04 April 2007
Future for VFX.

First, I would like to thank Mr. Jeff Okun for a great article. Best article about vfx and its role. Amazing! Thank you.

I'm a big fan of your work for a long time and your invisible effects/solutions always full of inspiration.

I know you serve as the Chair of the Visual Effects Society, my question is about a future of VFX organization. VFX is a new player in film and TV and its place is not clearly specified. Where is so many unresolved questions like: credits in film, workflow and integration with other departments, who is responsible for what.
In my opinion solid structure/rules will help to establish equal place of VFX in film making process, give artist more freedom and power to create what they best on. Do you think we can create something like ASC, I.A.T.S.E., DGA for VFX? Does Visual Effects Society interested to evolve in this direction? Or we need to start thinking about creating something else? What would be your suggestion/opinion? Is it possible and how?

Thank you again,

VFX Problem Solver

Last edited by leova : 04 April 2007 at 07:51 AM.
  04 April 2007
thanks for answering my question.
cheers, sneakybunny
The Hamster made me do it...

  04 April 2007
Wow Mr. Okun, I so envy both your skill and your job, being able to travel the world like you have, learn stuff about everything.. I crave for that kind of stuff.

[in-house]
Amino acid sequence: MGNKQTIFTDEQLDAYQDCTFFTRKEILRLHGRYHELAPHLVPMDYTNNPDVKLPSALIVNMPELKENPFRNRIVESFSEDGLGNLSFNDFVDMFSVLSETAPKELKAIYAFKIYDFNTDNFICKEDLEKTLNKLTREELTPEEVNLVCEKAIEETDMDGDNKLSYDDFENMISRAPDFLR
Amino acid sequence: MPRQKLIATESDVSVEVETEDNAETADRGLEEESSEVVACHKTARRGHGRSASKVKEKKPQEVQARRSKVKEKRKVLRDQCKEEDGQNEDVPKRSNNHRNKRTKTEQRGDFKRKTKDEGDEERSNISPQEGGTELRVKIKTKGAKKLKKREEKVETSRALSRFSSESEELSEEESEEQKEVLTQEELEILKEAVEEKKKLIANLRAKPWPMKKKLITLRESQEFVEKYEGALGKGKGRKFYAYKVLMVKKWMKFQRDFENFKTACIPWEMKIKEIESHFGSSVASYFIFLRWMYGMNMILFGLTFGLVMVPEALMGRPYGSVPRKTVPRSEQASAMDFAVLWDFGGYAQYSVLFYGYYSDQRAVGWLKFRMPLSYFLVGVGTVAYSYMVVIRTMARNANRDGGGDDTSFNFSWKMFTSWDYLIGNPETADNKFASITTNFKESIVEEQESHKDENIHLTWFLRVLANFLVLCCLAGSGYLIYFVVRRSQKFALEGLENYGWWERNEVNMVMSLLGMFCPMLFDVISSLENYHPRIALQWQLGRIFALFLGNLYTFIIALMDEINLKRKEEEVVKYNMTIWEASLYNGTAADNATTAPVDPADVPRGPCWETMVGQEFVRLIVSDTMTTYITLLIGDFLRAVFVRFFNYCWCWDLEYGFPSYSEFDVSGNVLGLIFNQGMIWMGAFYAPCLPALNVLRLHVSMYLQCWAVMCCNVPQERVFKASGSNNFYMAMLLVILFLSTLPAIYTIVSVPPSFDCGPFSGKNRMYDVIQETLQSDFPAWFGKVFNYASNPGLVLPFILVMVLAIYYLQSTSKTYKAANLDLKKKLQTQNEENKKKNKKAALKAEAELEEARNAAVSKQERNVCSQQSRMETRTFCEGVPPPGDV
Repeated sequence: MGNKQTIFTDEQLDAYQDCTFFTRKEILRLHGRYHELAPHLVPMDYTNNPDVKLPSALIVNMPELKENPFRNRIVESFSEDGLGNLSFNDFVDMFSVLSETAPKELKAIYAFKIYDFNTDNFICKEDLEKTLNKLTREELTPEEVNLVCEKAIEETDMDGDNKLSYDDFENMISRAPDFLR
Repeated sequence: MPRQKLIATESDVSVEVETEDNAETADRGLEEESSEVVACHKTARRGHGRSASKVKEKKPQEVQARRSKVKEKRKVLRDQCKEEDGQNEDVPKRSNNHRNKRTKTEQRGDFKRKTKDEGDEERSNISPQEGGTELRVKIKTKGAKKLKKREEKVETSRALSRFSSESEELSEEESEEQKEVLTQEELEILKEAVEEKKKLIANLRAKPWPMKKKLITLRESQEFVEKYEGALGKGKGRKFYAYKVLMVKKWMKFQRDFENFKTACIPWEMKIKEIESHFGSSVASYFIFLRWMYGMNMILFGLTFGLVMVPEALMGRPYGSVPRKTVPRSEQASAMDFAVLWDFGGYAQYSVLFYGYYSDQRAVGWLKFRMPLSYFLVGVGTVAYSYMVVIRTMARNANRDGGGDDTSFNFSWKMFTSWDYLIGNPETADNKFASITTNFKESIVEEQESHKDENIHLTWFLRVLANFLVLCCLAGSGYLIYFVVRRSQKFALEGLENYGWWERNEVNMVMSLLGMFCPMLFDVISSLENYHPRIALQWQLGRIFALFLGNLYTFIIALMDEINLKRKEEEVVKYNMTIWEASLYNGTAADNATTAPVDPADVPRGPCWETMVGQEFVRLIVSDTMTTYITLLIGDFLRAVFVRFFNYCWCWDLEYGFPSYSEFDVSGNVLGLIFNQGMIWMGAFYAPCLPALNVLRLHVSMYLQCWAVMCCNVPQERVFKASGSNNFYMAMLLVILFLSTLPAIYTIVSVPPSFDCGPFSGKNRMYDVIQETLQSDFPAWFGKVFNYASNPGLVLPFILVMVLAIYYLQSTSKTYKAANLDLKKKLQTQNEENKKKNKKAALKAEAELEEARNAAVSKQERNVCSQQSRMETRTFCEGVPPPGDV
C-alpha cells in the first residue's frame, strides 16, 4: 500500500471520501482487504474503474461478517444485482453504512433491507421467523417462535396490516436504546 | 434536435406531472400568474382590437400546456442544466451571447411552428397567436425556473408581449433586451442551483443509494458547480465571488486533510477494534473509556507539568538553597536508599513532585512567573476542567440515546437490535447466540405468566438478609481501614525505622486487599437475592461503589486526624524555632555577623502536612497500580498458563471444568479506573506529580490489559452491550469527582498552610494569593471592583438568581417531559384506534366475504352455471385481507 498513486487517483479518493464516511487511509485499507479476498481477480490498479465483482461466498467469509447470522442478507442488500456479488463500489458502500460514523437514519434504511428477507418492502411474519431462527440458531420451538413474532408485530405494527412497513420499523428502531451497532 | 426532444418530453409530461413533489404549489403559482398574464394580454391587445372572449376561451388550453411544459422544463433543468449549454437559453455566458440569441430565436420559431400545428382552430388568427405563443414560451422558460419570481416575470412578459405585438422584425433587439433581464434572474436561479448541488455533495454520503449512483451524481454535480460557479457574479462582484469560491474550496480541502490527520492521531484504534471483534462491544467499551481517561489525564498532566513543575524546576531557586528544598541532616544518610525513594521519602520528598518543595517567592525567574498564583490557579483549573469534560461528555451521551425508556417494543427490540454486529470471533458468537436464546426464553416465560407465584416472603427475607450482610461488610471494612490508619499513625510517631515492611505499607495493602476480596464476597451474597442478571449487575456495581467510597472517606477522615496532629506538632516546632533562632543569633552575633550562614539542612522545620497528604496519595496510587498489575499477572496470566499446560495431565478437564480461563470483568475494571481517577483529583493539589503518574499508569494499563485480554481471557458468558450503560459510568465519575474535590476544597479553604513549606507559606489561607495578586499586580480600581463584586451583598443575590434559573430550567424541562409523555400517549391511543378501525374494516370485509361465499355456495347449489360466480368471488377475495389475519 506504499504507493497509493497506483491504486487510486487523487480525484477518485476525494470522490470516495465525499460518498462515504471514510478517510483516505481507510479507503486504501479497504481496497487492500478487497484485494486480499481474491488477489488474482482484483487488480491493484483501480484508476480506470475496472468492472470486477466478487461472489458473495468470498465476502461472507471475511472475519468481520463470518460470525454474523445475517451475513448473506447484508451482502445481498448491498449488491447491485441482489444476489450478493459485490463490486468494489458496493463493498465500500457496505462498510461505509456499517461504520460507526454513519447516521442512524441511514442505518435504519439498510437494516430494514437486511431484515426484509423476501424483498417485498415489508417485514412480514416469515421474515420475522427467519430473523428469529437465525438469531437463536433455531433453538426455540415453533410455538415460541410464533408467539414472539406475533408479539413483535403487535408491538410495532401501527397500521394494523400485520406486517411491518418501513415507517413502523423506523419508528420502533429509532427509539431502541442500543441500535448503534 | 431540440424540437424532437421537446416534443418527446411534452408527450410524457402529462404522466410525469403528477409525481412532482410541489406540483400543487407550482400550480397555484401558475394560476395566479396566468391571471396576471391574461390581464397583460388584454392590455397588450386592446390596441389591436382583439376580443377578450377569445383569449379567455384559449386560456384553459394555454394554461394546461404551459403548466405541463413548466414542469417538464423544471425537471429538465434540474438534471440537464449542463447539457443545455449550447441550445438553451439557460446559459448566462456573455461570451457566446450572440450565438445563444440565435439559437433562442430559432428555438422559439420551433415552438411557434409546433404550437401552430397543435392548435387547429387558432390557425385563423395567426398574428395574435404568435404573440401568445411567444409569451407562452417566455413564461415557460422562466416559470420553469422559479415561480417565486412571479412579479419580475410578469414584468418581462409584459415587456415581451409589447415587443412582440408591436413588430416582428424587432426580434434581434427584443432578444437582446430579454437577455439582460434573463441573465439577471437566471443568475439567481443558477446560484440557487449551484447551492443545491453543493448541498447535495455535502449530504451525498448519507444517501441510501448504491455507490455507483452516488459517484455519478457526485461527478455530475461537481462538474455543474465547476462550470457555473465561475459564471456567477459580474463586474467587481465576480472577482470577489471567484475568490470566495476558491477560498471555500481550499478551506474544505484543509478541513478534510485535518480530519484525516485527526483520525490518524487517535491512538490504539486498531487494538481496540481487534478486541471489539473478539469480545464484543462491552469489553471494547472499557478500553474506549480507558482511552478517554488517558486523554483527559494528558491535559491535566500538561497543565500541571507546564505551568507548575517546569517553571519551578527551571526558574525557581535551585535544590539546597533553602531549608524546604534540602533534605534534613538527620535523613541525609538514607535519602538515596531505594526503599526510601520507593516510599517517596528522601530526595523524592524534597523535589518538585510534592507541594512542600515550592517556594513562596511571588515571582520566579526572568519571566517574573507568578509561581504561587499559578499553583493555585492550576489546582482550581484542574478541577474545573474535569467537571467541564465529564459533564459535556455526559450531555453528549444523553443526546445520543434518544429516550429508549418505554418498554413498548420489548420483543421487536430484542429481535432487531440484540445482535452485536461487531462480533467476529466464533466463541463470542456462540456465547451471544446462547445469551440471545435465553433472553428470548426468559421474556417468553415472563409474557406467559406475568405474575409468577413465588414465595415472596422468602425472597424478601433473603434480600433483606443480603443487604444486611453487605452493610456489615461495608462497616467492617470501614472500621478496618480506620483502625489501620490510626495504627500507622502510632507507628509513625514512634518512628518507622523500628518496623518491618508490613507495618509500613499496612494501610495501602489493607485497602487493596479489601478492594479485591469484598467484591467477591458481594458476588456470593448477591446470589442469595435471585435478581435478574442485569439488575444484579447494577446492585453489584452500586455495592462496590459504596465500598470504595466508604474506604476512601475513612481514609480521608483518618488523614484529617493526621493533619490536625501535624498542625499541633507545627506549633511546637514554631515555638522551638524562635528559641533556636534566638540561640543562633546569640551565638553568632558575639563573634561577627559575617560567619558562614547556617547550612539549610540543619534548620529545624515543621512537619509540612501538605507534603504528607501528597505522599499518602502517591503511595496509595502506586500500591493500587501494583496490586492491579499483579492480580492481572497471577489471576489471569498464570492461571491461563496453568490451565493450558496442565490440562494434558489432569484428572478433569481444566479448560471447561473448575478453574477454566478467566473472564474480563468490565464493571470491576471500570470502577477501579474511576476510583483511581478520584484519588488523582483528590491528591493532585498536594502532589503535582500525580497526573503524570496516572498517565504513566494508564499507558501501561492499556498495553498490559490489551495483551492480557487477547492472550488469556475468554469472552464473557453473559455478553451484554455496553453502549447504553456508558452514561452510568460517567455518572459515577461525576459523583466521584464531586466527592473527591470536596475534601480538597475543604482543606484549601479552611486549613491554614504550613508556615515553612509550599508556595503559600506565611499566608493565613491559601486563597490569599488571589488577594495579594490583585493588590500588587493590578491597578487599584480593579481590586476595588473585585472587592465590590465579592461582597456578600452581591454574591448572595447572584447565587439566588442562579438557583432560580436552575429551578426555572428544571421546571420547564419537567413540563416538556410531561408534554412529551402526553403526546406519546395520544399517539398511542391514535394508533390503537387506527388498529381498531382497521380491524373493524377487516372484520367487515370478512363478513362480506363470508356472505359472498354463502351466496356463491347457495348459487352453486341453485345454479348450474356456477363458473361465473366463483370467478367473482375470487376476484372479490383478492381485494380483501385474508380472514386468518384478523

So okay, over to my "question", and appologiez in advance if this question don't belong here.

I feel that I somehow know the answer to all this (practice makes perfect).. But, what to do when your at the age of 24 and you see people that's 17 or even younger producing stuff that's hundreds of levels better then what you could produce? I can't really find the time to work and develop my skills even though I really want to. I feel the interrest is there, and the will to improve, but the time simply is not.

Also I really am trying to observe my environment, but I get the feeling that I don't really understand what I see or something. I mean, what I see don't seem to get stuck inside my head if you know what I mean. When I watch the nature, everything seem so obvious "of course that shadow is supposed to be there and of course it's supposed to have that color because of that" etc but when I later on sit down trying to recreate it, I have no idea what it should look like.

Reading about people "isolating themselves" in a room and doing nothing but drawing makes me wonder, how do they find the time to do it?? Bills has to be payed etc etc..
What is your tip to people like me to do? I'm pretty sure that I'm not the only one walking around with these thoughts. At least I hope I'm not.

Thank you in advance sir!